Rhenium186 Etidronate Hedp Hydroxyethylidenediphosphonate

Rhenium is a member of the same Family VIIA of the Periodic Table as Tc, and their chemical properties are predictably quite similar, although Re is more easily oxidized to the perrhenate than Tc is to pertechnetate. To take advantage of the beta-emitting characteristics of Re-186 (and Re-188, described in Table 1), Re-186 etidronate was synthesized. This compound has the same affinity for bone as the Tc-99m etidronate analog, as well as all the other radiopharmaceuticals under discussion. Because Re-186 is more easily reoxidized, one finds this radionuclide in the urine of patients receiving it for a longer period than with Sm-153-lexidronam. Similar to Sm-153 lexidronam, this compound appears to chemisorb to bone, through coordination with the oxygen atoms, and also forms a rhenium oxide compound on the hydroxyapatite surface. While not approved for use in the United States, it is widely employed in Europe. The early studies on Re-186 etidronate suggested response rates as high as 77%, but with more rigorous criteria, the Utrecht group has published response rates closer to 55% for both painful metastatic breast and prostate cancer. Using the tridimensional analysis referred to before, the Utrecht group found a response rate of 6/18 at 35 mCi, 7/9 at 50-60 mCi, and 7/10 at 80-95 mCi. Pain reduction was counted as significant only if it lasted at least two weeks. Fifty-four percent of the patients met this criterion, but only 35% of responses lasted four weeks. As with the rest of the radiopharmaceuticals under discussion, there is a threshold of efficacy beyond which higher doses lead only to greater toxicity but not to greater pain relief. Thirteen studies of Re-186 etidronate which have been analyzed reveal response rates ranging between a low of 54% and a high of 87%, close to the 90% found in the IAEA study of P-32 and Sr-89. It is clear that the stricter the criteria one employs, especially taking into account the changes in activities of daily living and medication for each patient following injection, the lower the response rate observed.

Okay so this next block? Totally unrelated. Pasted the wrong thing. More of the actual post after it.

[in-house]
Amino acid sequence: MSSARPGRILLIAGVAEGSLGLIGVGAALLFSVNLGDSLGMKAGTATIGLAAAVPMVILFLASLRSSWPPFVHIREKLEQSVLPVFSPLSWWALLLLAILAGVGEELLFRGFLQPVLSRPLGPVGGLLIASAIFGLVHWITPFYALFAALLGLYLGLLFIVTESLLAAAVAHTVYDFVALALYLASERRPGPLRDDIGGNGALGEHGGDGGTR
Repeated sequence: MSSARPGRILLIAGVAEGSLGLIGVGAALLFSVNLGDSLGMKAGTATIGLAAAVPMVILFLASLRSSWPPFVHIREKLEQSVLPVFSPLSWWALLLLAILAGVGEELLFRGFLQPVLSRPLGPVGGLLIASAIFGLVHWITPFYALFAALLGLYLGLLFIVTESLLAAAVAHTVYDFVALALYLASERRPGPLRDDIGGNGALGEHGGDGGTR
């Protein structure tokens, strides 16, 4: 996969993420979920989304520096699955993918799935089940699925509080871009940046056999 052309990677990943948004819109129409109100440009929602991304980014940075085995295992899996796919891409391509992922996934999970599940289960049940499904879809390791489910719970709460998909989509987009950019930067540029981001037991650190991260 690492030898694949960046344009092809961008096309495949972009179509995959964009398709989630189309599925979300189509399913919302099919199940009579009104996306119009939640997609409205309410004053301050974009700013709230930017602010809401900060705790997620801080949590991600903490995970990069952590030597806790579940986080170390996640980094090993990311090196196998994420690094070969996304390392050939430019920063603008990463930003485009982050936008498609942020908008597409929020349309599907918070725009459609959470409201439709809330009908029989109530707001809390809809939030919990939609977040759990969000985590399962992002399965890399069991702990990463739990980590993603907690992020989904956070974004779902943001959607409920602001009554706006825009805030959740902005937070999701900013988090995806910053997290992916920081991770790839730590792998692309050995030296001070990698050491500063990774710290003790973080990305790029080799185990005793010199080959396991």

A small double-blind crossover study established that Re-186 etidronate is more active than placebo. A more recent published comparison of Sr-89 and Re-186 etidronate found no difference in response rates, 84% for the former, 92% for the latter, with no difference found also in the mean duration of pain relief, 125 days with Sr-89 and 107 days with Re-186 etidronate. Myelotoxicity was also similar, but platelet and leukocyte counts returned to baseline by six weeks after Re-186 etidronate and 12 weeks after Sr-89, a statistically significant difference.

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